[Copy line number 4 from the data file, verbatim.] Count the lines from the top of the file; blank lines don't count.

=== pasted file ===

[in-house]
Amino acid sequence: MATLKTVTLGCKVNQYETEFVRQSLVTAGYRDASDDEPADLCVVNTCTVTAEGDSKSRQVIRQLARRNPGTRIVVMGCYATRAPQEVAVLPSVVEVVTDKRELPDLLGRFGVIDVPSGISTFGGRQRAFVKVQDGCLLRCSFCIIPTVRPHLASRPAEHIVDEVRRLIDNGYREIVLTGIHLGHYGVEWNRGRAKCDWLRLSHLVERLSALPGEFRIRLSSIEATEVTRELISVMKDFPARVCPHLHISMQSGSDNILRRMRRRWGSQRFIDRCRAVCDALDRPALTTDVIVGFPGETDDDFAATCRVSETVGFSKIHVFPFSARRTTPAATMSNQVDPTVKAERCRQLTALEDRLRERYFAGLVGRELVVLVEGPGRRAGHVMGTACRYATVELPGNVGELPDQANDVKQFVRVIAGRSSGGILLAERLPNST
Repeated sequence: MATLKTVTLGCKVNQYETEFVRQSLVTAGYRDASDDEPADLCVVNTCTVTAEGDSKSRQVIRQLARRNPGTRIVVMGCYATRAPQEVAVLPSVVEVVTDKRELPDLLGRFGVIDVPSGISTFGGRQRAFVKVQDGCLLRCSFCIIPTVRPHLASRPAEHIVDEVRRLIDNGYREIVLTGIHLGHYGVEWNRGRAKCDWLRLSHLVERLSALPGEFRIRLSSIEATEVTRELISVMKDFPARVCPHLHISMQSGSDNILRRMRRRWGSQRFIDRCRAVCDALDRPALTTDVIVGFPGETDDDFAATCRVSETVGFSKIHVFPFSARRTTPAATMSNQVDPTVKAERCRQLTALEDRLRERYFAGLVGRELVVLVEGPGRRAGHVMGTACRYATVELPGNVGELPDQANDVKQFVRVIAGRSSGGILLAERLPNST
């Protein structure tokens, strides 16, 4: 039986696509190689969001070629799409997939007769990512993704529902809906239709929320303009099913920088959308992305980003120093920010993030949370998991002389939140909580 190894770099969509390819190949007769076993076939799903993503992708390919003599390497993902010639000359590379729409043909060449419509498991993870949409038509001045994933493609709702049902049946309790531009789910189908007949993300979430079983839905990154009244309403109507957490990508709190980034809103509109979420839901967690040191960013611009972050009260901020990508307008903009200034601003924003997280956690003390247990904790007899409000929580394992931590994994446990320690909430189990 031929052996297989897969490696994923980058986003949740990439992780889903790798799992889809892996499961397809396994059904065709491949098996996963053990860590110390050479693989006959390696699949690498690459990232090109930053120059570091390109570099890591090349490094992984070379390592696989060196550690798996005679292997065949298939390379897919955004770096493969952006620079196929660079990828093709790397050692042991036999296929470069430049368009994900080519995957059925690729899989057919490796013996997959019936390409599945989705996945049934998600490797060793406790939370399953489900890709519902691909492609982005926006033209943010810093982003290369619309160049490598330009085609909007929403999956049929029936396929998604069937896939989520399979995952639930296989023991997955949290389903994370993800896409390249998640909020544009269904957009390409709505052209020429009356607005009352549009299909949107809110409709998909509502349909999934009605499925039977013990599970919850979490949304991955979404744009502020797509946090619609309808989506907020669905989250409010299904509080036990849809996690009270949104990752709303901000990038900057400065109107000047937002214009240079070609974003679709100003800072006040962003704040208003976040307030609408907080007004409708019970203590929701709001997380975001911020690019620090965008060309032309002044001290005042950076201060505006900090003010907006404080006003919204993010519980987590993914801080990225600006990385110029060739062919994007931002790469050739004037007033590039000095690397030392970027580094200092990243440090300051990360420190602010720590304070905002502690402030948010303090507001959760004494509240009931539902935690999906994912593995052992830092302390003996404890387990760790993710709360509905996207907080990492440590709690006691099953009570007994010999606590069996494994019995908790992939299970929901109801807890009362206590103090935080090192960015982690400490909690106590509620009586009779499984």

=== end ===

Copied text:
């Protein structure tokens, strides 16, 4: 039986696509190689969001070629799409997939007769990512993704529902809906239709929320303009099913920088959308992305980003120093920010993030949370998991002389939140909580 190894770099969509390819190949007769076993076939799903993503992708390919003599390497993902010639000359590379729409043909060449419509498991993870949409038509001045994933493609709702049902049946309790531009789910189908007949993300979430079983839905990154009244309403109507957490990508709190980034809103509109979420839901967690040191960013611009972050009260901020990508307008903009200034601003924003997280956690003390247990904790007899409000929580394992931590994994446990320690909430189990 031929052996297989897969490696994923980058986003949740990439992780889903790798799992889809892996499961397809396994059904065709491949098996996963053990860590110390050479693989006959390696699949690498690459990232090109930053120059570091390109570099890591090349490094992984070379390592696989060196550690798996005679292997065949298939390379897919955004770096493969952006620079196929660079990828093709790397050692042991036999296929470069430049368009994900080519995957059925690729899989057919490796013996997959019936390409599945989705996945049934998600490797060793406790939370399953489900890709519902691909492609982005926006033209943010810093982003290369619309160049490598330009085609909007929403999956049929029936396929998604069937896939989520399979995952639930296989023991997955949290389903994370993800896409390249998640909020544009269904957009390409709505052209020429009356607005009352549009299909949107809110409709998909509502349909999934009605499925039977013990599970919850979490949304991955979404744009502020797509946090619609309808989506907020669905989250409010299904509080036990849809996690009270949104990752709303901000990038900057400065109107000047937002214009240079070609974003679709100003800072006040962003704040208003976040307030609408907080007004409708019970203590929701709001997380975001911020690019620090965008060309032309002044001290005042950076201060505006900090003010907006404080006003919204993010519980987590993914801080990225600006990385110029060739062919994007931002790469050739004037007033590039000095690397030392970027580094200092990243440090300051990360420190602010720590304070905002502690402030948010303090507001959760004494509240009931539902935690999906994912593995052992830092302390003996404890387990760790993710709360509905996207907080990492440590709690006691099953009570007994010999606590069996494994019995908790992939299970929901109801807890009362206590103090935080090192960015982690400490909690106590509620009586009779499984």